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Data on Justice-Involved Populations Targets SDOH, Cuts Recidivism

Ohio-based Medicaid managed care organization CareSource uses granular member data to understand its justice-involved populations and address social determinants of health.

Clocking in at around $150,000 in a single state annually, recidivism is a costly problem for the American taxpayer, and yet one of the most poignant examples of where concerted care coordination and social determinants of health work can help.

Figures show recently jailed people experience a slate of health problems at a higher rate than individuals with no criminal justice involvement. They’re about three times more likely to have HIV/AIDS, are seven times more likely to have Hepatitis C, and they are at higher risk for all-cause morbidity and mortality.

What’s more, justice-involved populations see high rates of behavioral and mental health issues. Between 15 and 25 percent of incarcerated people in the US have some form of mental illness, while just 5 percent of the general population do.

For CareSource, a managed care organization serving Medicaid members in Ohio, those problems are especially pressing. After all, about one in 12 Medicaid beneficiaries will have at least one jail booking in their lifetimes, with the risk of recidivism high when their social needs aren’t met.

Among CareSource beneficiaries specifically, substance use disorder is an issue for 50 percent of those members who have been incarcerated, while 15 percent suffer from severe or ongoing mental illness.

“Upwards of 60 to 65 percent of individuals in jail have a substance use disorder,” Kieran Hurley, the director of criminal justice services at CareSource, told PatientEngagementHIT.

“We also know with substance use disorder that it's one of the criminogenic risk factors that are relevant. There are a bunch of factors that contribute to criminogenic risk, but we know from a behavioral health perspective that substance use disorders, if untreated, continue people on a path of continued criminal justice involvement.”

The link between mental health and justice involvement is more tenuous, Hurley explained, but it’s generally accepted fact that individuals with mental illness are significantly more likely to become incarcerated at some point than those without.

There are serious opportunities to mitigate these behavioral health challenges, something that can be exciting for healthcare professionals. The healthcare industry has come a long way in building out mental health services as well as effective substance use disorder treatments that have the potential to mitigate the risk of recidivism among previously jailed populations.

“That starts to speak to the question around social determinants of health, because we also know this population experiences much larger incidence of homelessness, food insecurity, lack of family and social supports. And so again, what precedes the other? What is the linkage?” Hurley posited.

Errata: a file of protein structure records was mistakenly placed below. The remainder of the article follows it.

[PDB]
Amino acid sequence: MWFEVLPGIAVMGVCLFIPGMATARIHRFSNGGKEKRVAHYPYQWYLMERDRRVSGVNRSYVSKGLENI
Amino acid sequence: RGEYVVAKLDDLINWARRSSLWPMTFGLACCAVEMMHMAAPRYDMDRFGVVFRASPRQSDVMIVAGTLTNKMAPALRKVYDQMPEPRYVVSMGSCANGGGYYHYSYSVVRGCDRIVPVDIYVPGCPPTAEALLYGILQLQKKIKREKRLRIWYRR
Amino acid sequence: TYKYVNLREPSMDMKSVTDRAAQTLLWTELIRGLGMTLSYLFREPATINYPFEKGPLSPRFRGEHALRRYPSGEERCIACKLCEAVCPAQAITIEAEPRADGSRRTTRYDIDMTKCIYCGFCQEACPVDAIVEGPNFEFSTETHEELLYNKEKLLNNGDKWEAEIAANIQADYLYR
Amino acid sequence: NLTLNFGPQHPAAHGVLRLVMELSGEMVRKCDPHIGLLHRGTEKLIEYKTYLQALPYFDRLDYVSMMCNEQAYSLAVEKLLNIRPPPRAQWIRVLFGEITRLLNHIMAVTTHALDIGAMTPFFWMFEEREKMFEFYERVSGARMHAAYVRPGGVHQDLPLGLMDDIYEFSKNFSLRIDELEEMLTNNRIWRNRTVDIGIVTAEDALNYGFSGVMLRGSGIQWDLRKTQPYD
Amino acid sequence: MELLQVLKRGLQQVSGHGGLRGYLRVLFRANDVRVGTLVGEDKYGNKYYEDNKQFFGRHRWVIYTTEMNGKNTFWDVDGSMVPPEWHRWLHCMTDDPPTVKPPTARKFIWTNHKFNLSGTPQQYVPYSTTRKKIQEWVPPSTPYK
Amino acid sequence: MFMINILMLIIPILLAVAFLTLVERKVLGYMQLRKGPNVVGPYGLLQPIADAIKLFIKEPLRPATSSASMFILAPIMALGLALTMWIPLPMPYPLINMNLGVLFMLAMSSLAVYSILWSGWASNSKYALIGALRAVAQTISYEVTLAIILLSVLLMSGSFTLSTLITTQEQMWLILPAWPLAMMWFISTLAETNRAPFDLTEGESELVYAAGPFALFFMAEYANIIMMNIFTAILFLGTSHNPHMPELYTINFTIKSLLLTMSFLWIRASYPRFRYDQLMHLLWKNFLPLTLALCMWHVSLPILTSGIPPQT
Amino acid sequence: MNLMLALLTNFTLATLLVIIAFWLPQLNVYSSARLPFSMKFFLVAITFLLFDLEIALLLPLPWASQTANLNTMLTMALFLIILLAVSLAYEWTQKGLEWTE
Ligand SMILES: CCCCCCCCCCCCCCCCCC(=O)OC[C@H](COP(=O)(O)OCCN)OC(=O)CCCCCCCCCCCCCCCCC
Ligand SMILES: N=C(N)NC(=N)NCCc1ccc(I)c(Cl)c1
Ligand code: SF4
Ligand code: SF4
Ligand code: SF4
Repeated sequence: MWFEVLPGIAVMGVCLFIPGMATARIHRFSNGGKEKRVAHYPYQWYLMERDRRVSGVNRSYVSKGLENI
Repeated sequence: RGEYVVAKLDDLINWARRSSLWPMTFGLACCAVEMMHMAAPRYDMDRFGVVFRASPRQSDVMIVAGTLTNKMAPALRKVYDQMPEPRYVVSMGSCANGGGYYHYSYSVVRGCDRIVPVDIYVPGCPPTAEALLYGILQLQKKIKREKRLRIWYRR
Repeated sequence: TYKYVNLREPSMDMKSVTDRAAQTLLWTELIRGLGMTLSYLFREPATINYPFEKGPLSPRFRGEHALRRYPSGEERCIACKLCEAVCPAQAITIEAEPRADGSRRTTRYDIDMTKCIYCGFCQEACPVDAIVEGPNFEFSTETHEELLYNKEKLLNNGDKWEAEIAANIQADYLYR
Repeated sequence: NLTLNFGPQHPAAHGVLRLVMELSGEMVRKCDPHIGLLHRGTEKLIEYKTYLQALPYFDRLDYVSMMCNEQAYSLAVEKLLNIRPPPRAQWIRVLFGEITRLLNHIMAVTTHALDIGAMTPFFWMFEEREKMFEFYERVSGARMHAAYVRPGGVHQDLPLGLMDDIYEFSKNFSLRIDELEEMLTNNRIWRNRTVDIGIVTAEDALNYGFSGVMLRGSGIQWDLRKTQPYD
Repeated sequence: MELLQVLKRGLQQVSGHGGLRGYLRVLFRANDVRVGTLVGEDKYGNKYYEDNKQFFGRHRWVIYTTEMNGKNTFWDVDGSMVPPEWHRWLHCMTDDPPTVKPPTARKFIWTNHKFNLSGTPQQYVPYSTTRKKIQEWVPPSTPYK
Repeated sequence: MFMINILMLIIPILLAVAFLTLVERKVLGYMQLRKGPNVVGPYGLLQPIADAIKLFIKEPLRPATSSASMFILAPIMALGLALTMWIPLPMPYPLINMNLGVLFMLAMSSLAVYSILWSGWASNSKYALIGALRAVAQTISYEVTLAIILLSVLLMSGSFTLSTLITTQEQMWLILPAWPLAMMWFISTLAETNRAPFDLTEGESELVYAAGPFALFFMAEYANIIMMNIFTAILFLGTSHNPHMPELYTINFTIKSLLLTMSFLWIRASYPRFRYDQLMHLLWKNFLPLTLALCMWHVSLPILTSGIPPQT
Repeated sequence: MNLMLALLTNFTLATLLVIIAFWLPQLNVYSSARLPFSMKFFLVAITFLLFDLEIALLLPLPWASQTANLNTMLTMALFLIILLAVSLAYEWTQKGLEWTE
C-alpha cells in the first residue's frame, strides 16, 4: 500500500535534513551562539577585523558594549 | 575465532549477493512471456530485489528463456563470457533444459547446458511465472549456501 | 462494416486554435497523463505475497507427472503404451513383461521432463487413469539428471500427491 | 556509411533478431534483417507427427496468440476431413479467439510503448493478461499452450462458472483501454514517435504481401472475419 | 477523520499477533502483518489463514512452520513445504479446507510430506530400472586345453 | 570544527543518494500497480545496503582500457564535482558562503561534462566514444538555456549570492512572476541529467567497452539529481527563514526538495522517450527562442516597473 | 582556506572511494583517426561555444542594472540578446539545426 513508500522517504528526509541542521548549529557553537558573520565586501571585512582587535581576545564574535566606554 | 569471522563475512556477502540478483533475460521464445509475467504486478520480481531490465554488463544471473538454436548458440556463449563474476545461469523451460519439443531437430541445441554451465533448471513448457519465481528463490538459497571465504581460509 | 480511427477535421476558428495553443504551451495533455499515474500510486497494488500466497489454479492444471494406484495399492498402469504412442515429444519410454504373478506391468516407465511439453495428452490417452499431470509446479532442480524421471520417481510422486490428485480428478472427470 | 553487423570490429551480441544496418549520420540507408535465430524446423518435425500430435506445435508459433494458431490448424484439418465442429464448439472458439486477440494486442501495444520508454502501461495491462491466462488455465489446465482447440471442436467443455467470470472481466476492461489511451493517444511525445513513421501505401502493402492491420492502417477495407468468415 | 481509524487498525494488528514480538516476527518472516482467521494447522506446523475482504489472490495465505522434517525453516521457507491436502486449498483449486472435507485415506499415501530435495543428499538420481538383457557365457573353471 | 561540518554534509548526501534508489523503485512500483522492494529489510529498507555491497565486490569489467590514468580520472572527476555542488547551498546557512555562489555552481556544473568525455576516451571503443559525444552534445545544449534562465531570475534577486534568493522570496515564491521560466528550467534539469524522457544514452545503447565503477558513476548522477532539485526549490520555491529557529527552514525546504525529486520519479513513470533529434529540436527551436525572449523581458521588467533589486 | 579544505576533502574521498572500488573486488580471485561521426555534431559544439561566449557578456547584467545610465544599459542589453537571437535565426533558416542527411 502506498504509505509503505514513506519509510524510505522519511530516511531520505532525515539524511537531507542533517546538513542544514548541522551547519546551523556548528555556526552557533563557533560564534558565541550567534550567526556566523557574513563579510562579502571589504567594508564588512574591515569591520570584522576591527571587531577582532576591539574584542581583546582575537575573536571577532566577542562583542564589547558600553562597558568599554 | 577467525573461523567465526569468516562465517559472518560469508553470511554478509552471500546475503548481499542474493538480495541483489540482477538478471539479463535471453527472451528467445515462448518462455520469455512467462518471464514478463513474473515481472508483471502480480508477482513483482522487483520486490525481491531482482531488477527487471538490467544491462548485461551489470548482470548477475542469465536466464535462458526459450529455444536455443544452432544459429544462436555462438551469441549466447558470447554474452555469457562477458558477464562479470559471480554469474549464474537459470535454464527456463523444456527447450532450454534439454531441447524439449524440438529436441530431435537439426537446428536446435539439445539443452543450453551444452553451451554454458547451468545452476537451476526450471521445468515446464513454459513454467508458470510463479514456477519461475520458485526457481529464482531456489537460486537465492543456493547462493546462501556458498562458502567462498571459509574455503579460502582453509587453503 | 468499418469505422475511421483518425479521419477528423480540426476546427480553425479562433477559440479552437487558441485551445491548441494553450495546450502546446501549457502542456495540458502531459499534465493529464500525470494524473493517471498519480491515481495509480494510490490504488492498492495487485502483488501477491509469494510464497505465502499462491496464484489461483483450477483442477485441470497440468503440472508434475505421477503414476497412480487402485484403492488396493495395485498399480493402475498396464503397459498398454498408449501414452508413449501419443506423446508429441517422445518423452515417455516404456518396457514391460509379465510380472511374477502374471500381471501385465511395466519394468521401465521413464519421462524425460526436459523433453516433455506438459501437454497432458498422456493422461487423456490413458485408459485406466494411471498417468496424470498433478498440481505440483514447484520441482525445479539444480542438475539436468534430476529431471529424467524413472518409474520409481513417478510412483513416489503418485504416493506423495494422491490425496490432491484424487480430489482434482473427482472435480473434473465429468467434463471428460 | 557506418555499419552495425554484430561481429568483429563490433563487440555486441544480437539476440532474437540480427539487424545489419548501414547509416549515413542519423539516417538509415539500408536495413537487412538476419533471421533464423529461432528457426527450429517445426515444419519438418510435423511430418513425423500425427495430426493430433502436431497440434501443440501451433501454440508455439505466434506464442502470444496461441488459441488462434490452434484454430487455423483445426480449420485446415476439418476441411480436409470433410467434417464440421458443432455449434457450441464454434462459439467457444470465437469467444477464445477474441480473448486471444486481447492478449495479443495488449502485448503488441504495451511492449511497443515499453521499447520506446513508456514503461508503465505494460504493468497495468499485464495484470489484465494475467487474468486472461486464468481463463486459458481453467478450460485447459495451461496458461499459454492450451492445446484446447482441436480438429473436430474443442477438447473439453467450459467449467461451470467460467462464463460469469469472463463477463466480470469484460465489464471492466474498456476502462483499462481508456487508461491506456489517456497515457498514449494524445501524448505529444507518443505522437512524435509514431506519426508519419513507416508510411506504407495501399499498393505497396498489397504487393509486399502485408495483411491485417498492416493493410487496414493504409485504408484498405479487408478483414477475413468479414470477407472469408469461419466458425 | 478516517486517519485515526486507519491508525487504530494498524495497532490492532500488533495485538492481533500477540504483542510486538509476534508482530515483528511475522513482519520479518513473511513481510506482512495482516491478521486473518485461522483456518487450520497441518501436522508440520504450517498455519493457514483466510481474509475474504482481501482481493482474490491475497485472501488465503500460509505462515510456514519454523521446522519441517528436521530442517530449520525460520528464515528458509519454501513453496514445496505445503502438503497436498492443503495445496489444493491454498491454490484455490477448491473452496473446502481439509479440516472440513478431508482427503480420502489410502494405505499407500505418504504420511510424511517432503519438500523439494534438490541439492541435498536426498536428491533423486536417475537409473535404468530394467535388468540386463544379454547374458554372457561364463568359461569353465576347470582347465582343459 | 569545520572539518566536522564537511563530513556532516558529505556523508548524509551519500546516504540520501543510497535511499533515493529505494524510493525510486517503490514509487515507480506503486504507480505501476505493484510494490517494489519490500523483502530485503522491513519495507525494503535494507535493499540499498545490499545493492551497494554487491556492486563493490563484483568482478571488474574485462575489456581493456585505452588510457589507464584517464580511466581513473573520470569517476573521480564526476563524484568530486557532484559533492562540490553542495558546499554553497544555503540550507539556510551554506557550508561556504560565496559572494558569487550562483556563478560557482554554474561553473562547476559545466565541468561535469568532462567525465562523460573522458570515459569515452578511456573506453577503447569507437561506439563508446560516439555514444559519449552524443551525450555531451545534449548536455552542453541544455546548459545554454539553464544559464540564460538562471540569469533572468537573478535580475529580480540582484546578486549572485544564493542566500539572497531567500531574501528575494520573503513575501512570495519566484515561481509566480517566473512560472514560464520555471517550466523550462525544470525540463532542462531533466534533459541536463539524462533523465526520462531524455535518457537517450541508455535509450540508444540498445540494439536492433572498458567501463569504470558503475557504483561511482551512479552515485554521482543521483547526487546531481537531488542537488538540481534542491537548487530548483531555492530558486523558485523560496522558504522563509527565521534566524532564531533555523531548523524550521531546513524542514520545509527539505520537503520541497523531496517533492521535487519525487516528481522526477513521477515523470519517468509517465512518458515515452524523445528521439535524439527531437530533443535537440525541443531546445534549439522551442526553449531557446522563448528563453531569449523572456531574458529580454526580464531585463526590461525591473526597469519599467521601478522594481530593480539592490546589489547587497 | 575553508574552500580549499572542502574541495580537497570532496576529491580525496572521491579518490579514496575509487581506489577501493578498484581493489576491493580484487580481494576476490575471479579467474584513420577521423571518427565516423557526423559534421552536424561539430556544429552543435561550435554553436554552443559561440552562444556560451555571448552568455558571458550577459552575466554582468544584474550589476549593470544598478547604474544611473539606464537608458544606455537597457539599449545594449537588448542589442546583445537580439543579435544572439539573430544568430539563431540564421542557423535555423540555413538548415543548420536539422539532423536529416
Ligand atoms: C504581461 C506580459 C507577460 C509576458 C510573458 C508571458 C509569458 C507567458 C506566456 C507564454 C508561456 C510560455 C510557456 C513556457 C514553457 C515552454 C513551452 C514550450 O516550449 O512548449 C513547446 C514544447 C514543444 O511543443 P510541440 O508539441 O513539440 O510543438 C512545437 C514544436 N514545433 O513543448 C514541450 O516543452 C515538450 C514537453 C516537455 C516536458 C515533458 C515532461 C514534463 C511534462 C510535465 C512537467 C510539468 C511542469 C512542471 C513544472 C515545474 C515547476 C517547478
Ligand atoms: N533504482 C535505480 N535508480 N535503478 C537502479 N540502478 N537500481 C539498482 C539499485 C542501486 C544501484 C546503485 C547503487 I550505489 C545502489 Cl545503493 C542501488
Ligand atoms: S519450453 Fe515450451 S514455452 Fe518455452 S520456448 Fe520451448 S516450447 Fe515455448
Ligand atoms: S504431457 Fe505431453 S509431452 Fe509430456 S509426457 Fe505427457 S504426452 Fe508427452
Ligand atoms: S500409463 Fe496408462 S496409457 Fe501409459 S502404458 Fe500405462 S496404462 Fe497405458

“The reality is those populations we know have not only higher rates of incarceration, but they also repeat and reenter into incarceration at much higher rates,” he continued. “So addressing things like substance use disorder, which we know to be a criminogenic risk factor, and addressing all the myriad of social determinants of health and the needs around stability in the community, stability with social systems and supports, is super important to meeting the needs of individuals and changing the dynamic of justice involvement.”

The only problem, most experts are finding, is the data around who’s being jailed and who has SDOH needs isn’t very accessible. The healthcare, social services, and criminal justice systems are pretty siloed, and the onus isn’t exactly on one entity to take ownership of this problem.

“What we know about our incarceration data is that the federal/state government doesn't have the kind of repository we do to look at coverage across the nation,” Cheston Newhall, a senior market manager at Appriss Insights, a data analytics company that provides information about recently incarcerated or jailed individuals to health payers like CareSource, said in a separate call.

“The missing puzzle pieces here really are understanding a history of an individual, beyond what the doctor knows when I'm showing up for an emergency visit, and then also the timing.”

Those lapses in data are causing huge problems, Hurley noted. In addition to not knowing who, exactly, might have a behavioral health or SDOH need, limited information about justice-involved people makes it hard for health payers and providers to facilitate re-entry and re-engage individuals with the traditional health system that serves them outside of prison or jail.

Put simply, CareSource could be in the dark about which members are going in and out of the criminal justice system and which have social needs to supplement medical care. And that could keep those individuals from getting any care coordination at all.

“As a managed care organization working with the Medicaid population, while we don't pay for services today inside jails or prisons, certainly the impact of that disruption causes potentially serious impact to the health of our members because of that discontinuity of care,” Hurley stated.